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    Issue 16

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    A stitch in time ...

     
    Dr Patrick Clancy

    Dr Patrick Clancy

    MBBS, FRACGP, MHlth&MedLaw

    Senior Medical Adviser, Advocacy, Education and Research

    Avant
     
    A stitch in time main

    Doctors strive for the best standard of care for their patients and often go the extra mile, but unwanted things happen. You face a range of medico-legal challenges and whether big or small, you may need good and timely advice to provide the best care.

    Big medico-legal issues may make the news headlines, but smaller, everyday issues are more likely, and can turn into bigger issues. There’s something to be said about the adage a ‘stitch in time saves nine’. That’s why managing issues early on is important. Addressing smaller medico-legal issues can resolve the situation quickly and minimise the chance of them turning into a complaint or a claim against you.

    It may be tempting to let something slide or cover a mistake up, but it’s important for doctors to take corrective action and if appropriate, to apologise for any adverse events. This can prevent small problems from becoming bigger problems.

    More doctors seeking assistance

    In 2020, we received more than 28,000 calls from doctors and practice staff for medico-legal advice – a 10% increase compared with the previous year. Responding to members’ issues relating to COVID-19 has been a factor, but the steady increase over the years indicates the growing frequency of instances where doctors need support.

    Of course, if things move on, we are also there for the big issues, from court cases to regulatory complaints and coronial matters, when everything can be on the line.

    A stitch in time graph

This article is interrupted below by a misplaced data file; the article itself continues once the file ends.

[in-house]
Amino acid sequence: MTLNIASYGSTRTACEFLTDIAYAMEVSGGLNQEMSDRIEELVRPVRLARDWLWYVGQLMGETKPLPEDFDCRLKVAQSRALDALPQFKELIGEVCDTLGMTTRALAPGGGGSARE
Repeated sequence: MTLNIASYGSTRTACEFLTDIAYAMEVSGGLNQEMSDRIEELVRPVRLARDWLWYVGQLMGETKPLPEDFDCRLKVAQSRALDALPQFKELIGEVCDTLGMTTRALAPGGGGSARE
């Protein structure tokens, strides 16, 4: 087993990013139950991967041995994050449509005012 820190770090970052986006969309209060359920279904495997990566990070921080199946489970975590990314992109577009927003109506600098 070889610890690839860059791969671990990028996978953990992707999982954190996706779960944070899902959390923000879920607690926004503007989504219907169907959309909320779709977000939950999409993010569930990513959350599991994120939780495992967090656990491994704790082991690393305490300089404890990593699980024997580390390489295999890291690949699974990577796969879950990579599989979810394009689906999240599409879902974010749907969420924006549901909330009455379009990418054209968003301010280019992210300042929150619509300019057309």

Most common medico-legal issues

    The chart shows the breadth of issues for which members seek our help. The top medico-legal area resulting in regulatory complaints and compensation claims that were finalised over four years related to procedural/surgical issues (21%). This could be seen as the leading risk in medicine, where we know things will occasionally go wrong. Diagnosis matters (19%) is another area that could be viewed as a leading risk, where failed or delayed diagnosis at the initial assessment stage are the common issues.

    These two areas account for over a third of claims, with the remainder arguably being much more in doctors’ control. Doctor behaviours alone account for 20% of claims and commonly relate to communication issues and boundary transgressions.

    Medication issues, particularly relating to prescribing, as well as management/treatment concerns including treatment plans and the ongoing assessment of patients, are not as common. They are, however, areas where simple, small errors can readily occur.

    Medicine and patients are complex, and being a doctor isn’t easy. Having access to advice and support on medico-legal issues, whenever you need it and no matter what the situation, can really help and prevent problems from escalating.

    * Claims about management/treatment issues include patient management or treatment concerns other than primarily procedural/surgical or medication concerns.

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